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Estate planning: When only a will doesn’t cut it
For many people, the most important document isn’t their will, it’s their IRA or 401(k). That’s because many financial products, including retirement accounts and life insurance policies are legal contracts and override anything in your will.
So, no matter what your will says, the payouts from these products will go to the beneficiaries you designated when you filled out the forms, even if that was decades ago. That’s why it is important that you review beneficiaries regularly and choose contingent beneficiaries as backups, just in case. For example, you probably don’t want any of your estate to go to a former spouse so you need to make sure you update any documents that name them as a beneficiary.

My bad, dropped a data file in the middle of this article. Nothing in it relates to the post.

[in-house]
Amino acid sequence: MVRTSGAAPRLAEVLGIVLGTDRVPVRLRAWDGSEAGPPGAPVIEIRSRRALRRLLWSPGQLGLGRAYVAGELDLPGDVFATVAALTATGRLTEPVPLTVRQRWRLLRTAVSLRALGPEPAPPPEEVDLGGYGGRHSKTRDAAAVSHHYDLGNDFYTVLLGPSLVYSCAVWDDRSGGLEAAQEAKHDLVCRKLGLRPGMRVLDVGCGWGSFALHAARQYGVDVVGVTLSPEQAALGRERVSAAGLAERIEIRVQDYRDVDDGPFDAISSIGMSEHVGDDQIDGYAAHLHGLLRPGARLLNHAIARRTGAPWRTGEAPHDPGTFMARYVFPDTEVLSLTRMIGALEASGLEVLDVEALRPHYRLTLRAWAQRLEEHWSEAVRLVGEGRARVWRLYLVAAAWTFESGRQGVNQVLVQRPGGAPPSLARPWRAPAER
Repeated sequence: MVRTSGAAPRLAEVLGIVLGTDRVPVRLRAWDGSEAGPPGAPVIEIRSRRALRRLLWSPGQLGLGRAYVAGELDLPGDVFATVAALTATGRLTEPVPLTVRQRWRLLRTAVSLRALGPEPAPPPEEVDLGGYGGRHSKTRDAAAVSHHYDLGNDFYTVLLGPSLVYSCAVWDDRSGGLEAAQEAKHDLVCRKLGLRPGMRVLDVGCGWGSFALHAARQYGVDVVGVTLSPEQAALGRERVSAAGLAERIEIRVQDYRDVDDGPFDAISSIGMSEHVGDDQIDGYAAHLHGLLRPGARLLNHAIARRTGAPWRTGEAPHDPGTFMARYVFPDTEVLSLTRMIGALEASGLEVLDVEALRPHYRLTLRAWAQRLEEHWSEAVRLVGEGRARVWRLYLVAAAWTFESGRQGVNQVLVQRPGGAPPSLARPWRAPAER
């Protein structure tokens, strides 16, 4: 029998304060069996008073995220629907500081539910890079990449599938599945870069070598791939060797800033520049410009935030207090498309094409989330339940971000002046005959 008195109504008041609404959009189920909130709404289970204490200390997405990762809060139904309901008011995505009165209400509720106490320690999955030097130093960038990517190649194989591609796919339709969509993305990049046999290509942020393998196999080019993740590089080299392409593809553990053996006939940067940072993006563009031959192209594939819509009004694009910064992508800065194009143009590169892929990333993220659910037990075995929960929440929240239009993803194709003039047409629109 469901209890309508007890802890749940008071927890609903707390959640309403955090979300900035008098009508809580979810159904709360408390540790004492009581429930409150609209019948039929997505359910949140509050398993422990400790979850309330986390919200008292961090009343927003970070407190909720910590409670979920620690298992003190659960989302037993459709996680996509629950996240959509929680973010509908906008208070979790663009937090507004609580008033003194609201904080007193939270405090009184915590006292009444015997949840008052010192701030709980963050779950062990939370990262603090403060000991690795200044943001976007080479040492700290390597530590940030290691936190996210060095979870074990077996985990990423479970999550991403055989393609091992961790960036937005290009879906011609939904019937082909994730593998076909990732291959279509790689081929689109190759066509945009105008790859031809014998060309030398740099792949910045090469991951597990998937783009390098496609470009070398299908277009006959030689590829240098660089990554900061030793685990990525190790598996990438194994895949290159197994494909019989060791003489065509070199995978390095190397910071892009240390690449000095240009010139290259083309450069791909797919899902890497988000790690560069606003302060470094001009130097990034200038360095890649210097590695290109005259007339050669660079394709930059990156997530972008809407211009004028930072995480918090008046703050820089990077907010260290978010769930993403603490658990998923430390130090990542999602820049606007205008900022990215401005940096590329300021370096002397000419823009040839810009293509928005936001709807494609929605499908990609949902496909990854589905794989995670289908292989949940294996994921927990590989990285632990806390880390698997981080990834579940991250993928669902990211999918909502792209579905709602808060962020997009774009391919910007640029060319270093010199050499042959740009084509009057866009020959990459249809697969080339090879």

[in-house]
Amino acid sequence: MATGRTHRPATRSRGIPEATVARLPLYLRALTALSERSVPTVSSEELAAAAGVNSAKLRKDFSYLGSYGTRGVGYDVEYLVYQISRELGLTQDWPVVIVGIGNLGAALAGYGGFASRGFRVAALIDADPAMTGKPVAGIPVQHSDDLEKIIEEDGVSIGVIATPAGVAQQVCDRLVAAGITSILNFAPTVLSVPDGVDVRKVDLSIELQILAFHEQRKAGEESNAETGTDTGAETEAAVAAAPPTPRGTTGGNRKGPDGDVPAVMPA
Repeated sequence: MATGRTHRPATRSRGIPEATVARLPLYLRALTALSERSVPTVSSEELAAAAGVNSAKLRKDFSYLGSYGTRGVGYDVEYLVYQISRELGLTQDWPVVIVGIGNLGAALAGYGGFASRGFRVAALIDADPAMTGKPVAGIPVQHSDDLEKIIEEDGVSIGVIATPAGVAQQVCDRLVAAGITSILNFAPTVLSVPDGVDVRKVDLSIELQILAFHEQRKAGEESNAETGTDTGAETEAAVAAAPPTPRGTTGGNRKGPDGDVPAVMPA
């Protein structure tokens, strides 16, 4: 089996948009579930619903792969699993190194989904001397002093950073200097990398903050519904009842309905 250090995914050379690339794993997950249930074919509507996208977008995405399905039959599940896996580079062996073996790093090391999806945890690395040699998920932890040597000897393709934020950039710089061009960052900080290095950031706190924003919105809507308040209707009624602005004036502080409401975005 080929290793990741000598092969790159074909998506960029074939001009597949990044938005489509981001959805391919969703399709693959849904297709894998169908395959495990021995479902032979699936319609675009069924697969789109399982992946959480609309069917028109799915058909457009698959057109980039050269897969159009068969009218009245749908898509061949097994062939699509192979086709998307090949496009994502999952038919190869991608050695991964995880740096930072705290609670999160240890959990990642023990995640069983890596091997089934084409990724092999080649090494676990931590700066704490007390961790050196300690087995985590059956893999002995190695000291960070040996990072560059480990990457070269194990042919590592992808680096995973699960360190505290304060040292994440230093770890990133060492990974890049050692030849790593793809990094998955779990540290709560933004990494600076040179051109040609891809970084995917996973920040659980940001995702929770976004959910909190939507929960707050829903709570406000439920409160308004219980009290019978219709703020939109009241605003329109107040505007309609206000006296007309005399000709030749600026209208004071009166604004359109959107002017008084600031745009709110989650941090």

For most people this should be enough, but for for those substantial assets it might be be best to set up a trust(s). By doing this you can exercise more control, minimize taxes and avoid potential challenges by heirs.
The best part of a trust is they don’t go through probate and are not public record, making the settling of an estate less complicated and less prone to legal challenges. Of course you will need to contact an attorney to decide what type of trust is best or you.
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